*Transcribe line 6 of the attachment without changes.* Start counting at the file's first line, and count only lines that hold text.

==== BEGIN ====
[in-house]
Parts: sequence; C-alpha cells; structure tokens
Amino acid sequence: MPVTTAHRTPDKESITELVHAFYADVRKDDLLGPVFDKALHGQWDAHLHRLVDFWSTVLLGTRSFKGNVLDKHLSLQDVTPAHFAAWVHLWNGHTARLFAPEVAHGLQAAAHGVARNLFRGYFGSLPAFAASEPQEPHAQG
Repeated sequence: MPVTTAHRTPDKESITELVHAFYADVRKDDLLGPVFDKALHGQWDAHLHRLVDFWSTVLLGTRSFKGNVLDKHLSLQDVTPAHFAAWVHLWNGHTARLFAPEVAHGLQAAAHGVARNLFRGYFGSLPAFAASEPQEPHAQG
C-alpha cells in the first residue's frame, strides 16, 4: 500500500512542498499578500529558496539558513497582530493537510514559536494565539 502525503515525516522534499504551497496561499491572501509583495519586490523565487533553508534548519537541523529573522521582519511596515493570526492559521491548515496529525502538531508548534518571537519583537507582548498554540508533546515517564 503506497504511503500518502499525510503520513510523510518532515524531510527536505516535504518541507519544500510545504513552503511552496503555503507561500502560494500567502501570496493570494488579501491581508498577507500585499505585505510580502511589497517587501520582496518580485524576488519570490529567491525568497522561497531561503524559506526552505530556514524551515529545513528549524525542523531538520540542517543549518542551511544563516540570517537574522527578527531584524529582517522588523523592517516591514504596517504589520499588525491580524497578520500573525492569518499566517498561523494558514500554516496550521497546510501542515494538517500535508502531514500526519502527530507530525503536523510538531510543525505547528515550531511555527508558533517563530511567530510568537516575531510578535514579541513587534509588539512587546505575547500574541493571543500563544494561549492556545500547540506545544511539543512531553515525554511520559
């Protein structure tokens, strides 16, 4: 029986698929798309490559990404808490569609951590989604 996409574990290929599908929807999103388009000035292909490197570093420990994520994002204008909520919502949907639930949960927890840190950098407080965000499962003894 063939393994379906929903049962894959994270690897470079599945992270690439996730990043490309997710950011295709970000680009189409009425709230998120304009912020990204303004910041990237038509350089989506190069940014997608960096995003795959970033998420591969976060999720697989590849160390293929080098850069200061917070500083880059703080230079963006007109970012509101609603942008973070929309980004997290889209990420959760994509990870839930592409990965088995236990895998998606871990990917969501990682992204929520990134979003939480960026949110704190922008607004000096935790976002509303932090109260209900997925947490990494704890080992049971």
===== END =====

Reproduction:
């Protein structure tokens, strides 16, 4: 029986698929798309490559990404808490569609951590989604 996409574990290929599908929807999103388009000035292909490197570093420990994520994002204008909520919502949907639930949960927890840190950098407080965000499962003894 063939393994379906929903049962894959994270690897470079599945992270690439996730990043490309997710950011295709970000680009189409009425709230998120304009912020990204303004910041990237038509350089989506190069940014997608960096995003795959970033998420591969976060999720697989590849160390293929080098850069200061917070500083880059703080230079963006007109970012509101609603942008973070929309980004997290889209990420959760994509990870839930592409990965088995236990895998998606871990990917969501990682992204929520990134979003939480960026949110704190922008607004000096935790976002509303932090109260209900997925947490990494704890080992049971």